Therefore, there is a need for apparatus and methods useful for hydrating a dry polymer constituents directly for preparing viscous treatment gels in a continuous mode without the use of the hydrocarbon carrier fluid, and such need is met, at least in part, by the following invention.

SUMMARY OF THE INVENTION

Preparation of a viscous treatment gel from dry polymer is achieved by first dispersing the polymer in water utilizing a constant volume commercial eductor. A premixing device may also be placed in parallel with the eductor to help dispersion and reduce air introduction into the mixture. The eductor operates at a constant water rate and pressure thus producing a concentrated polymer slurry. The resulting concentrated polymer slurry is discharged into a specifically designed dilution and remixing chamber, referred to herein as a “mixing chimney.” In the input section of the mixing chimney, a jet of metered dilution water is applied at high pressure to the incoming concentrated polymer slurry stream, to form a diluted polymer slurry. The dilution stream accelerates the concentrated polymer slurry in a circular, and preferably upward, motion where it is sheared against the high drag wall of the chimney, thus fully mixing both streams producing a homogenous diluted gel. The diluted polymer slurry is further sheared as it exits the mixing chimney through circumferentially located perforations or slots which are located upon the output section of the mixing chimney. The exiting viscous treatment gel may then be contained by an external splashguard, or outer chamber, that arrests the radial velocity of the exiting gel while maintaining some of the rotational motion of the fluid into a storage compartment of a hydration tank. The above apparatus provides a simple to operate and robust field technique for continuously producing quality viscous treatment gel at any rate, as required by any specific oilwell application.

The present invention may be used for continuously mixing and dispersing quality gel from polymer powder, without the need for pretreating the polymer with or spraying by chemicals that function, for instance, as pH buffers or even hydration retarders. Hence, the invention enables effective use of untreated polymers to prepare a viscous treatment gel at a wellsite.

BRIEF DESCRIPTION OF THE DRAWINGS

FIG. 1 shows a general overview of an embodiment of a mixing chimney according to the invention.

FIG. 2A is a top cross-sectional illustration representing an input section of a mixing chimney embodiment according to the invention.

FIG. 2B is a first side view of an input section of a mixing chimney embodiment according to the invention.

FIG. 2C is a second side view of an input section of a mixing chimney embodiment according to the invention.

FIG. 3 shows an isometric illustration of a mixing chimney middle section according to an embodiment of the present invention.

FIG. 4 illustrates a process scheme and apparatus that provides the means for continuous mixing and hydration of well viscous treatment gels from dry polymer.

DETAILED DESCRIPTION OF THE PREFERRED EMBODIMENTS

Illustrative embodiments of the invention are described below. In the interest of clarity, not all features of an actual implementation are described in this specification. It will of course be appreciated that in the development of any such actual embodiment, numerous implementation-specific decisions must be made to achieve the developer's specific goals, such as compliance with system-related and business-related constraints, which will vary from one implementation to another. Moreover, it will be appreciated that such a development effort might be complex and time consuming, but would nevertheless be a routine undertaking for those of ordinary skill in the art having the benefit of this disclosure. Preferred embodiments of the invention will now be described with reference to the drawings, wherein like reference characters refer to like or corresponding parts throughout the drawings and description.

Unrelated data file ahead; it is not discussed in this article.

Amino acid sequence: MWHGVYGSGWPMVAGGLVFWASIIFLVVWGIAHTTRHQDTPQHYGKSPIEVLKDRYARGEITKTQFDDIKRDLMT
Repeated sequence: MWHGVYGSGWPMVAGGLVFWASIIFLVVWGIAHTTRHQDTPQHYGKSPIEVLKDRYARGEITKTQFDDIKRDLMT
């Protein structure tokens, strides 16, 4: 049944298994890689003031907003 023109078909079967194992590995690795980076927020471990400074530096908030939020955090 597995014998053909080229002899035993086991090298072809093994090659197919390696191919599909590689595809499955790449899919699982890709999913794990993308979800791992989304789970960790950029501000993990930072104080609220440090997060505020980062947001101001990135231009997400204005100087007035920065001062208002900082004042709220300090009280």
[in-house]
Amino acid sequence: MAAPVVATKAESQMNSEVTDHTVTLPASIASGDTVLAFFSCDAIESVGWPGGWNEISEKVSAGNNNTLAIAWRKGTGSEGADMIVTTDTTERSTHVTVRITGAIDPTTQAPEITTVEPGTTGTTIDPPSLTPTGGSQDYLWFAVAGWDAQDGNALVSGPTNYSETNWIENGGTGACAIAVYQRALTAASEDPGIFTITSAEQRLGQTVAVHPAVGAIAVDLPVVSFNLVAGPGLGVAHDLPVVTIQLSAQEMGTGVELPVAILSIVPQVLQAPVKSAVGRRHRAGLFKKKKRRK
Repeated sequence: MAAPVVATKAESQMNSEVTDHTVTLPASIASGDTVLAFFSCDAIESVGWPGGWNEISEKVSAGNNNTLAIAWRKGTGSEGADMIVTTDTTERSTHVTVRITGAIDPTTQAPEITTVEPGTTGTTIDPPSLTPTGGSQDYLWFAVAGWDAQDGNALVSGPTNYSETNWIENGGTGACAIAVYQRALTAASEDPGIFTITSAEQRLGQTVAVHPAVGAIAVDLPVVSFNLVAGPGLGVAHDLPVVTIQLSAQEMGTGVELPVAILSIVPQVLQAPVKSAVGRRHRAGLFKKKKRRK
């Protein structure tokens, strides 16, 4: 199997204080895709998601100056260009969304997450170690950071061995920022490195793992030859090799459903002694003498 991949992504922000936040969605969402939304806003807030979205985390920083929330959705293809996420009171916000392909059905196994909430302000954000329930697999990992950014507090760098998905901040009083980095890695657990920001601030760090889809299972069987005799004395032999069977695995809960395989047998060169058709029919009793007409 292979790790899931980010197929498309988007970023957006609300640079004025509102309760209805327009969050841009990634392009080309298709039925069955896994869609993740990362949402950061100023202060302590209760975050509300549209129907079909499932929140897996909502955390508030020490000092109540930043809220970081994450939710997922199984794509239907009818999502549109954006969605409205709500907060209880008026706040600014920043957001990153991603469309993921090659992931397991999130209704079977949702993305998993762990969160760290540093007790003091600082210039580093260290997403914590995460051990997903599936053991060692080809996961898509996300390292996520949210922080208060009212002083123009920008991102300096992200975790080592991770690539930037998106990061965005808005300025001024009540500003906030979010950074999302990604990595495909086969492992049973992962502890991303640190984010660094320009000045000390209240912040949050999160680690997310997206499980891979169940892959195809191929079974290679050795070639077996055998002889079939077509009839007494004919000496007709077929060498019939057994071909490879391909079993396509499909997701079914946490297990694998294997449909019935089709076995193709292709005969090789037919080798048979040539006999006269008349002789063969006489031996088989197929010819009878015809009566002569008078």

The present invention relates to the preparation of subterranean formation treatment fluids, and more particularly, but not by way of limitation, an apparatus and methods for preparing a viscous treatment gel from dry polymer constituents and water in a continuous mode. The apparatus and methods are particularly useful for preparing a viscous treatment gel from dry polymer at a wellbore site for fracturing a subterranean formation. As used herein: the term “gel” means any liquid material in a viscous state suitable for treating a wellbore; “dry polymer” means any form of polymer which is commercially available, transferred, or supplied, in a solid form (crystalline, amorphous, or otherwise), and not in an aqueous or non-aqueous solvated, slurried, or suspended form, and may be any polymer type useful for well treatments, including, but not limited to biopolymers such as xanthan and diutan, cellulose and its derivatives (i.e. carboxymethylhydroxyethyl cellulose, hydroxypropyl cellulose, etc.), guar and its derivatives (i.e. carboxymethylhydroxypropyl guar, hydroxypropyl guar, carboxymethyl guar, carboxymethylhydroxyethyl guar, etc.), polylactic acid, polyglycolic acid, polyvinyl alcohol, polyacrylamide, other synthetic polymers, and the like. Any dry polymer may contain commercially acceptable moisture levels.